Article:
In recent decades, we have seen business models disrupted thanks to advancement in digital technology. From the rise of remote working teams to more recently the emergence of decentralised finance, the world is going through radical change. Our future is digital, whether we like it or not.
Similarly, climate change is transforming the business landscape – and will only continue to do so. The Paris Agreement has created an urgency among governments, institutions and major corporations to commit to ambitious sustainability goals. Yet when it comes to the complex challenge of avoiding a climate crisis, we are still using manual, analogue processes in areas where technology can bring about reduced risk, greater certainty and optionality.
A prime example of manual processes in the climate market is how we create environmental financial products, or green financial products. Such products represent the rights of one or more environmental attributes, whether that be a MWh of renewable energy or a metric ton of CO2 avoided. These are typically renewable energy certificates (RECs) or carbon credits.
Environmental financial products are critical to slowing climate change as they incentivise positive behaviour and fund environmentally-positive development. They allow organisations to efficiently achieve emission reductions and offset their carbon footprints by funding renewable energy, energy efficiency or other activities that avoid, reduce or sequester carbon (e.g. reforestation and other forest, agriculture and land use activities). This in turn encourages the development of such projects.
Without environmental financial products, it would be far more difficult for many types of industry to have a direct positive environmental impact and strive for decarbonisation. Take commercial properties and nearly any type of factory, for example – assets that make modern life possible. While these assets continue to reduce their carbon footprint directly through energy efficiency and renewables, their remaining negative environmental impact will still need to be offset in order to avoid dangerous levels of climate change.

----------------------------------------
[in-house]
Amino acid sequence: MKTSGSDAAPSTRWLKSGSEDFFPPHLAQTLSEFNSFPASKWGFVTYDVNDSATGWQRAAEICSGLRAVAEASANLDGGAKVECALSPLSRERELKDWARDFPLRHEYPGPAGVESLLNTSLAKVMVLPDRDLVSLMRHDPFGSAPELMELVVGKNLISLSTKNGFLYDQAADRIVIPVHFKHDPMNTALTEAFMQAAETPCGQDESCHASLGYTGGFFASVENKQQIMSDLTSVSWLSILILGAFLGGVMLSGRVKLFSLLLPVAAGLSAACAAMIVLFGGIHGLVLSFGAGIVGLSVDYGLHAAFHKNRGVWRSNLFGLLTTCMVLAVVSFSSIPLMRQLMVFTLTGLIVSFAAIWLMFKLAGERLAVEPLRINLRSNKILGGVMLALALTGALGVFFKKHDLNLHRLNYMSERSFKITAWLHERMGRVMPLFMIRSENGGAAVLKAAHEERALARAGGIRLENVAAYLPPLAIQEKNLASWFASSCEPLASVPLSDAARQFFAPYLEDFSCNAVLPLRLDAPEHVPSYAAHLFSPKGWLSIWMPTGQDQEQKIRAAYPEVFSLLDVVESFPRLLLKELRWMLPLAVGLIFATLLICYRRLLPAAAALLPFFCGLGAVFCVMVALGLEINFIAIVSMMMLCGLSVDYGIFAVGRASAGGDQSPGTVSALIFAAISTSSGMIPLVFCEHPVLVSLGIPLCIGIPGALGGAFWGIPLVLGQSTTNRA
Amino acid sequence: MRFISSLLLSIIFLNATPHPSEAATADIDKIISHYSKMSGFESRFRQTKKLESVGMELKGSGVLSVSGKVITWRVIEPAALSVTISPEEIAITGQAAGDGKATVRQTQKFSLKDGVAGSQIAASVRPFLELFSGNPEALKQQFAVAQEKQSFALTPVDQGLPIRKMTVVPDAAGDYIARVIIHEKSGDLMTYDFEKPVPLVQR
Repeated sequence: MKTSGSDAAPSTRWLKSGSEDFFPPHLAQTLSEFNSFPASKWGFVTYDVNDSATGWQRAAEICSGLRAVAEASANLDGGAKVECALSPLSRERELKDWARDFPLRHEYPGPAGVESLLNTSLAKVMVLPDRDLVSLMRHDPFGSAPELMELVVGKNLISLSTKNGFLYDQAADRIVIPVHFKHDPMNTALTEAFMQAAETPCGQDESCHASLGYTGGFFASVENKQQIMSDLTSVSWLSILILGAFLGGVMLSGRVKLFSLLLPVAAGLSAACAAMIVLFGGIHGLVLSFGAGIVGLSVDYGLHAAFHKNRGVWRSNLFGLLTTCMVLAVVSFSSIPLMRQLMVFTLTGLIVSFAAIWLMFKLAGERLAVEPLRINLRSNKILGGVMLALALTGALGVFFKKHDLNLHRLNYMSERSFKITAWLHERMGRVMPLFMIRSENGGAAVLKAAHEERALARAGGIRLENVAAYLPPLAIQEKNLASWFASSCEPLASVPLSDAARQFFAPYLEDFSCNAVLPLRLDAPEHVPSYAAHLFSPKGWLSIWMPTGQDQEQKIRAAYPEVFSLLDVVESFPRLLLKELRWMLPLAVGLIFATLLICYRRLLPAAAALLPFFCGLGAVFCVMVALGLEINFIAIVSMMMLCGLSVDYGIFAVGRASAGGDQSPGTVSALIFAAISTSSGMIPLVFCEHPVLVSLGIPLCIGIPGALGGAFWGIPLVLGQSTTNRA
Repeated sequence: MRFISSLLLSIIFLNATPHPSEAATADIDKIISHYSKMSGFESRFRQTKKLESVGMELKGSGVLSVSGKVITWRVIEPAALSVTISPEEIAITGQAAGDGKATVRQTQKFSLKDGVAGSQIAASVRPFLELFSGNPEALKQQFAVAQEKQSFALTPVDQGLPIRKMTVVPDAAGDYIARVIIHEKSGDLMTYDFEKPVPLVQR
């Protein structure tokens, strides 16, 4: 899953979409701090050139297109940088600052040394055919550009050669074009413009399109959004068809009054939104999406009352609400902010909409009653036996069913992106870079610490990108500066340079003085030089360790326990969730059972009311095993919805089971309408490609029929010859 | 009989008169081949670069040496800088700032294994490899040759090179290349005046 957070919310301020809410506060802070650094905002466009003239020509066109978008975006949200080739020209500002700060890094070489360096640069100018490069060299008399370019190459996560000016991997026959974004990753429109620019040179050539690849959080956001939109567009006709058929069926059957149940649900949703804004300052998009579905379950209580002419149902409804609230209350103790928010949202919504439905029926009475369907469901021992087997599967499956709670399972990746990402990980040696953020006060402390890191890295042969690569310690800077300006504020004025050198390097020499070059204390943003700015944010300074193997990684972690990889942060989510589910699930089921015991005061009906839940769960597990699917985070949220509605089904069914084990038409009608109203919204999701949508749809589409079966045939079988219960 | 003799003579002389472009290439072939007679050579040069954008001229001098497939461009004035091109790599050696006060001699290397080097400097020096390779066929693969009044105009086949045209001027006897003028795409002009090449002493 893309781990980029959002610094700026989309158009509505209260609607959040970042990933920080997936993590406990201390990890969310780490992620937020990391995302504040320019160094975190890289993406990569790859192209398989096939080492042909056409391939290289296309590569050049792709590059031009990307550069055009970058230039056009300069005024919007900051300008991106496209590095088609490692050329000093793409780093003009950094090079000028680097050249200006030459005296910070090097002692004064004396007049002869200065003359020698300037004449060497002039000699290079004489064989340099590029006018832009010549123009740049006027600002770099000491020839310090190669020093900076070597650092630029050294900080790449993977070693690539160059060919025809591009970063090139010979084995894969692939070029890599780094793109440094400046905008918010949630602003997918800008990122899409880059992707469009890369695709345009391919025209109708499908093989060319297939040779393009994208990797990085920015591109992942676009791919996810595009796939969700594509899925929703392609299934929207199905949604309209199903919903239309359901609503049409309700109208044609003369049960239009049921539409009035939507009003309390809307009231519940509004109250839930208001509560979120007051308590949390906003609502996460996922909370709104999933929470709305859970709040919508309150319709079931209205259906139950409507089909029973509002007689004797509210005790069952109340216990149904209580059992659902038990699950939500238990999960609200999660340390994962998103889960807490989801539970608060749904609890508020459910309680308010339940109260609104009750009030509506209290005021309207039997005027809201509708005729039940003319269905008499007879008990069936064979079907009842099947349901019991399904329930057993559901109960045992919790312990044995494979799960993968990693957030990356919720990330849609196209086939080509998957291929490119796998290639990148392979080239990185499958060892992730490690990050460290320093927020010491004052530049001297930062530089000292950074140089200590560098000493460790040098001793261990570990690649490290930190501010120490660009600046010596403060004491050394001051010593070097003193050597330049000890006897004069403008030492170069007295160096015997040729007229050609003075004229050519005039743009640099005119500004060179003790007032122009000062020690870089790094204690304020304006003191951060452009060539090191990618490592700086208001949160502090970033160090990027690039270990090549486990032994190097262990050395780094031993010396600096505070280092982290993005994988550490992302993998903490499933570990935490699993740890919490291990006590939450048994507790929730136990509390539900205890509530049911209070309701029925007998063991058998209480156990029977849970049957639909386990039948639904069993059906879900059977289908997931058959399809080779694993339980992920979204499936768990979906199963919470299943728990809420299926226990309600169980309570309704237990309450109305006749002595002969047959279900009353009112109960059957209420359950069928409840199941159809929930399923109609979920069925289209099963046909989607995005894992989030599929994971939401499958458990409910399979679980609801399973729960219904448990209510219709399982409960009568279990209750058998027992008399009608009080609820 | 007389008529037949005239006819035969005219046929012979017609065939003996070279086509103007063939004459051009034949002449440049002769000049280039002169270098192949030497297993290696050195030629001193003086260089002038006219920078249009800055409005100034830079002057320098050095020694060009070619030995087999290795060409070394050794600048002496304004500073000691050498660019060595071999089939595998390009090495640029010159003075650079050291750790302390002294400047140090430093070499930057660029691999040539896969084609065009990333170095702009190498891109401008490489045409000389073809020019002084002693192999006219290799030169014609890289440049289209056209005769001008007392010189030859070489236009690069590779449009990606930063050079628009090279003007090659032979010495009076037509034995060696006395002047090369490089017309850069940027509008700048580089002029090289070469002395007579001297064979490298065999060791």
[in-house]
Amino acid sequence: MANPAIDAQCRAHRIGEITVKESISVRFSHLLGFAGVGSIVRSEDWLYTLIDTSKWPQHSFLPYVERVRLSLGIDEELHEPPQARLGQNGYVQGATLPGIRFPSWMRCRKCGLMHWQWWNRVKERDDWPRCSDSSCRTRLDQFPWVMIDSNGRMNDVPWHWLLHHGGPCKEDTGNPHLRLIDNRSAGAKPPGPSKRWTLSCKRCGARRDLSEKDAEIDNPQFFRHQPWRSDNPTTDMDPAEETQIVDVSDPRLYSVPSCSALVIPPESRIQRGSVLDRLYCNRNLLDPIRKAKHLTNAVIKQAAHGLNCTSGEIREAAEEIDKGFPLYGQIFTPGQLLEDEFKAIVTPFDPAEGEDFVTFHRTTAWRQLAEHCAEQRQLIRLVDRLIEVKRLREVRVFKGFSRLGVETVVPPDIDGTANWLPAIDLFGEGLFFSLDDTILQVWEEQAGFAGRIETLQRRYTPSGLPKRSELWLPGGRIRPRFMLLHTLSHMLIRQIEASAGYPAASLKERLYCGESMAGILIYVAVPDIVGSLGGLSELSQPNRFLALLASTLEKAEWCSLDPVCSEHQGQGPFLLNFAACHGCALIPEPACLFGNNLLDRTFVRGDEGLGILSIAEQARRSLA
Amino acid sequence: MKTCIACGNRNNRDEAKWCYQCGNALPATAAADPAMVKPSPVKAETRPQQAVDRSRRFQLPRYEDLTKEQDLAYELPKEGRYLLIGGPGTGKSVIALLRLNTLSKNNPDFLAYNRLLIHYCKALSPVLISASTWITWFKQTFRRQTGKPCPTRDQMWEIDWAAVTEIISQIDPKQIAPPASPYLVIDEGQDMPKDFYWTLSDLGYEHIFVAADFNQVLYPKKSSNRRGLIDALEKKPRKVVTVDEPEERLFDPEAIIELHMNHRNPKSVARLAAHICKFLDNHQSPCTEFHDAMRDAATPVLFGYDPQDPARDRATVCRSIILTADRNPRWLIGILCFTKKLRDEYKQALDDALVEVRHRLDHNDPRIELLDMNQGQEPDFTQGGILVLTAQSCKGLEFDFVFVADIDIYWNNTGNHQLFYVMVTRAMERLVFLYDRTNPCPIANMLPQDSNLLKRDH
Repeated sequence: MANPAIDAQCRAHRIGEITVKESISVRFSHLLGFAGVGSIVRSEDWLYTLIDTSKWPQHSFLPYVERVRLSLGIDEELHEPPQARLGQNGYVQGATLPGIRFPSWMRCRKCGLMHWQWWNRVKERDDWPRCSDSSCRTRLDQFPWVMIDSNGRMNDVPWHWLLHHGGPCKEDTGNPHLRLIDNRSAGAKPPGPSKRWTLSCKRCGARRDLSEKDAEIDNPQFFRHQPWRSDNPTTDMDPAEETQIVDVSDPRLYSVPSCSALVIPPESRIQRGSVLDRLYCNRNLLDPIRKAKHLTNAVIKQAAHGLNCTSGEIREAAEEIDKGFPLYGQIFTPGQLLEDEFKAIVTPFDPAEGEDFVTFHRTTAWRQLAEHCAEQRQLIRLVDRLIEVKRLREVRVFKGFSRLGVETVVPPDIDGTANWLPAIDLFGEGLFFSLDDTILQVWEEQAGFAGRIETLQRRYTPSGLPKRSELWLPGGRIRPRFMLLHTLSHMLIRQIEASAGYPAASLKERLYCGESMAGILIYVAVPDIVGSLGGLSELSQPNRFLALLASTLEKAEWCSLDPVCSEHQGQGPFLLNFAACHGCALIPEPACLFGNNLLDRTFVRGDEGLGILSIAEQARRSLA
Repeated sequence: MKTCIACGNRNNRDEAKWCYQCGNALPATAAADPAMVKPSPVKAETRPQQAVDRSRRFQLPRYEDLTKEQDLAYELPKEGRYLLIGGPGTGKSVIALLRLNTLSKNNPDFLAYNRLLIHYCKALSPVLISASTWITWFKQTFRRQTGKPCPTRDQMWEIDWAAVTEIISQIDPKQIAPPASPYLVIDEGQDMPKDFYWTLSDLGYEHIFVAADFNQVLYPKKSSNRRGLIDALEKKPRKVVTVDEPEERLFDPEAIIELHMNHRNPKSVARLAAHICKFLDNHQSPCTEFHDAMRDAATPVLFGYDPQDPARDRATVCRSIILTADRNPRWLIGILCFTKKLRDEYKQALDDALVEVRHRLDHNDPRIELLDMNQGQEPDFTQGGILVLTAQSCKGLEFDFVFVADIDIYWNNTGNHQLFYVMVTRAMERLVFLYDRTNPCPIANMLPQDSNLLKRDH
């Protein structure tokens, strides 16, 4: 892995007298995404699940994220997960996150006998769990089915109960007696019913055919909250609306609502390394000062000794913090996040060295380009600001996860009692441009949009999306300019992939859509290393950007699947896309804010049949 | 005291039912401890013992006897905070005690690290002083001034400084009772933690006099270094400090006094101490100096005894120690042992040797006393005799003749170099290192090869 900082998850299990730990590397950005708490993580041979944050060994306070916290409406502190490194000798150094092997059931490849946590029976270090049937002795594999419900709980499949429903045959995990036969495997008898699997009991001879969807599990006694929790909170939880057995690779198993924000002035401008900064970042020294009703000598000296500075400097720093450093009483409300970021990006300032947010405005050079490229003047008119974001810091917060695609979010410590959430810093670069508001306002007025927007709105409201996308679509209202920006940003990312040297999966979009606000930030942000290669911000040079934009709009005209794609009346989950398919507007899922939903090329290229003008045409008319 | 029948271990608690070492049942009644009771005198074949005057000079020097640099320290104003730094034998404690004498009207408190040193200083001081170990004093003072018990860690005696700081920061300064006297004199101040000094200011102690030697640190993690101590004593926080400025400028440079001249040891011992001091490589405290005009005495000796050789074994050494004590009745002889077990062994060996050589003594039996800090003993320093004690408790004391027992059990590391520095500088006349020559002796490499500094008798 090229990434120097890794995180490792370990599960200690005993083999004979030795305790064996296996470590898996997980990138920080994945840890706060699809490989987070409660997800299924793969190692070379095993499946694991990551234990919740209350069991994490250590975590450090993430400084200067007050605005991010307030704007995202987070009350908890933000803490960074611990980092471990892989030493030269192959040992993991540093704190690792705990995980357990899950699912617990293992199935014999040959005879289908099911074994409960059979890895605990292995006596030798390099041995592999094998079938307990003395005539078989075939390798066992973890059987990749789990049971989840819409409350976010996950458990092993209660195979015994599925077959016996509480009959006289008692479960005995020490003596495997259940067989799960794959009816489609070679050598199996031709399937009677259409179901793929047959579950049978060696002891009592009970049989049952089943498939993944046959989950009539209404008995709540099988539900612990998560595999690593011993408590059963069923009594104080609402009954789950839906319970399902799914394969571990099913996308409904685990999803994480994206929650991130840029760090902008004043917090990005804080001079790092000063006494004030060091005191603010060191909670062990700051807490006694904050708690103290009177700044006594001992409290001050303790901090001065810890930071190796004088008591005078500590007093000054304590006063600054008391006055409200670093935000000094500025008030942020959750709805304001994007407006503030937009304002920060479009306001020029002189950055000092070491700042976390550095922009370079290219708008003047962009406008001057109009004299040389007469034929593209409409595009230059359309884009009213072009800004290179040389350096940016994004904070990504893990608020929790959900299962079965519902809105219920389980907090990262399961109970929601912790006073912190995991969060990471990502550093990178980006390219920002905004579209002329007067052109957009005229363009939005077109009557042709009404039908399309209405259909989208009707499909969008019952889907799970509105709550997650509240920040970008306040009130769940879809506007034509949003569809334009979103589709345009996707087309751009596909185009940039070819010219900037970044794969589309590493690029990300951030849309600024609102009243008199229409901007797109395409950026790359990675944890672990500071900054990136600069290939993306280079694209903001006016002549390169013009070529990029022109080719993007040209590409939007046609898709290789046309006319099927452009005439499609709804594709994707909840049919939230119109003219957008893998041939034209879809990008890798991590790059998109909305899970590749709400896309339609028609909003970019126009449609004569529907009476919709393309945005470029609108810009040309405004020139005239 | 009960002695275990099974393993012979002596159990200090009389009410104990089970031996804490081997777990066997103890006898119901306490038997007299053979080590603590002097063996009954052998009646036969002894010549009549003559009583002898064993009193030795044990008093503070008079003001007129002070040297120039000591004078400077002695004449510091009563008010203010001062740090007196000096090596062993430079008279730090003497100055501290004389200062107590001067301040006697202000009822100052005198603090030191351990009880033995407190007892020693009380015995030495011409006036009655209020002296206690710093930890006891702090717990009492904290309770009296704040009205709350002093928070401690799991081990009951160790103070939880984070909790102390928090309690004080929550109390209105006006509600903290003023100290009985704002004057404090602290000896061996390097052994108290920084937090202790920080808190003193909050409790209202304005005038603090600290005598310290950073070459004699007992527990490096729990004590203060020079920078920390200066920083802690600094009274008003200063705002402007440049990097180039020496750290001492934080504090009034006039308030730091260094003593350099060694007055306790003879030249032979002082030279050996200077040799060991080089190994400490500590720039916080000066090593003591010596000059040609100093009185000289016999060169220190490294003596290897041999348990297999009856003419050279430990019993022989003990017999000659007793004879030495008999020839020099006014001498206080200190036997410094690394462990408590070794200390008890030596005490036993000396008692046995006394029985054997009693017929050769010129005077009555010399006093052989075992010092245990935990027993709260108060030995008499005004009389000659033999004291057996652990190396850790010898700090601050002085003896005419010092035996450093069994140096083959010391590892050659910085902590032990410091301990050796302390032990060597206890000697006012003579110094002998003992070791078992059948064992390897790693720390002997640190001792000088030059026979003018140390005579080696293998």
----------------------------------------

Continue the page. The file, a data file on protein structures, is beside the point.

Given the important role environmental financial products play in allowing enterprises and institutions to meet sustainability targets, it is critical that the product itself is highly provenanced. If the source of the underlying data is not reliable, we would not be able to prove that positive environmental impact has actually been created.
Most traditional approaches used to monitor, report and verify emissions reductions and RECs use intermittent, manual processes to determine the environmental impact of projects. Data collection is labour-intensive and time-consuming, often severely when the number of emission-reducing projects seeking environmental finance increases. The direct costs, lost time and occasional late delivery penalties to the project owners can be high as well. The periods between measurement dates can be significant, meaning the visibility of environmental product output between measurement dates is low. This makes it difficult for project owners to predict output volume and timing and thus, revenue.
Furthermore, the end product is often not tied to the underlying environmental data in a granular or permanent manner that can be easily traced. This means the ability to tie, say, a specific REC to a specific MWh from a specific project device at a specific time is low. The environmental market has had a long history of trying to deal with double counting (or more) of data – selling the rights to the same MWh of renewable energy or metric ton of CO2 avoided more than once.
As the production and use of environmental financial products is inextricably data-driven, it is absolutely essential, and now possible, that such data be handled in a manner that brings about reduced risk, greater certainty and optionality.
When it comes to offsets and RECs, a digital solution will help minimise many of the issues that currently exist in the market. Such a solution could include verifiable digitally-captured data that is linked to a digital financial product. This digital product could be custodied, transferred and retired, delivering a higher quality and more versatile product in collaboration with reputable market standards and registries. Such a system allows for open access to underlying data on an ongoing basis, and ties specific underlying data to specific products.
Digital data capture means the product benefits from provenanced data, captured on a real-time basis, without significant manpower or frequent manual periodic checks. This offers a more efficient and less expensive solution, coupled with higher quality, more frequently captured data. This ongoing, real-time monitoring gives the project owner a greater understanding of what the output at the end of a period is likely to be.
Ongoing accurate data allows project owners to plan future production and even create risk management products on top of that data.
Finally, the digital end product can be permanently tied to a batch of data, giving greater certainty to the buyer about the source of the product, including details of the project, the meter and the time period – making double counting and other fraud far more difficult.
While not a total panacea for stopping climate change, environmental financial products provide a tool for helping to achieve our climate goals sooner. A digital data and product solution is able to provide the creators and buyers of environmental financial products like RECs and emission reductions access to cheaper, better product, with superior underlying data, in a form that is more easily tradeable.
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